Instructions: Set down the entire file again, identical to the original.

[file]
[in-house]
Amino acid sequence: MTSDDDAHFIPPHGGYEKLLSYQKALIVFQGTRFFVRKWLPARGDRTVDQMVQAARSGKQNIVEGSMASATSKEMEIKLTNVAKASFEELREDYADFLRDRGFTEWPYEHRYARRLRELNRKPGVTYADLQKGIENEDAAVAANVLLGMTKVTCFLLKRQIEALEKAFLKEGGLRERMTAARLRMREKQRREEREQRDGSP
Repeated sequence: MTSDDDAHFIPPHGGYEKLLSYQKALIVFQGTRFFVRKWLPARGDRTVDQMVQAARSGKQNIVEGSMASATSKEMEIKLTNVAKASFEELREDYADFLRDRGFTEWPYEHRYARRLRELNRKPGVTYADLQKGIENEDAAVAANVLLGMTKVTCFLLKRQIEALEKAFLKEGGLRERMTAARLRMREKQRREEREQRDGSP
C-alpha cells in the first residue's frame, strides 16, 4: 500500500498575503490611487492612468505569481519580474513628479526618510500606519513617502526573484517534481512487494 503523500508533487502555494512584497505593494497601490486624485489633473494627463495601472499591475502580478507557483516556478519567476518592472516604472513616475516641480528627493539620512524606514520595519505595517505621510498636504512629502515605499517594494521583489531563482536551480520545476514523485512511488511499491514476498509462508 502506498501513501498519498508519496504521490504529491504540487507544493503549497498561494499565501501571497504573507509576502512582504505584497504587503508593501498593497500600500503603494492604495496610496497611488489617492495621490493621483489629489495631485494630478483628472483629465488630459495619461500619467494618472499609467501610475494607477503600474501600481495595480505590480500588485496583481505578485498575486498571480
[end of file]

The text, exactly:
[in-house]
Amino acid sequence: MTSDDDAHFIPPHGGYEKLLSYQKALIVFQGTRFFVRKWLPARGDRTVDQMVQAARSGKQNIVEGSMASATSKEMEIKLTNVAKASFEELREDYADFLRDRGFTEWPYEHRYARRLRELNRKPGVTYADLQKGIENEDAAVAANVLLGMTKVTCFLLKRQIEALEKAFLKEGGLRERMTAARLRMREKQRREEREQRDGSP
Repeated sequence: MTSDDDAHFIPPHGGYEKLLSYQKALIVFQGTRFFVRKWLPARGDRTVDQMVQAARSGKQNIVEGSMASATSKEMEIKLTNVAKASFEELREDYADFLRDRGFTEWPYEHRYARRLRELNRKPGVTYADLQKGIENEDAAVAANVLLGMTKVTCFLLKRQIEALEKAFLKEGGLRERMTAARLRMREKQRREEREQRDGSP
C-alpha cells in the first residue's frame, strides 16, 4: 500500500498575503490611487492612468505569481519580474513628479526618510500606519513617502526573484517534481512487494 503523500508533487502555494512584497505593494497601490486624485489633473494627463495601472499591475502580478507557483516556478519567476518592472516604472513616475516641480528627493539620512524606514520595519505595517505621510498636504512629502515605499517594494521583489531563482536551480520545476514523485512511488511499491514476498509462508 502506498501513501498519498508519496504521490504529491504540487507544493503549497498561494499565501501571497504573507509576502512582504505584497504587503508593501498593497500600500503603494492604495496610496497611488489617492495621490493621483489629489495631485494630478483628472483629465488630459495619461500619467494618472499609467501610475494607477503600474501600481495595480505590480500588485496583481505578485498575486498571480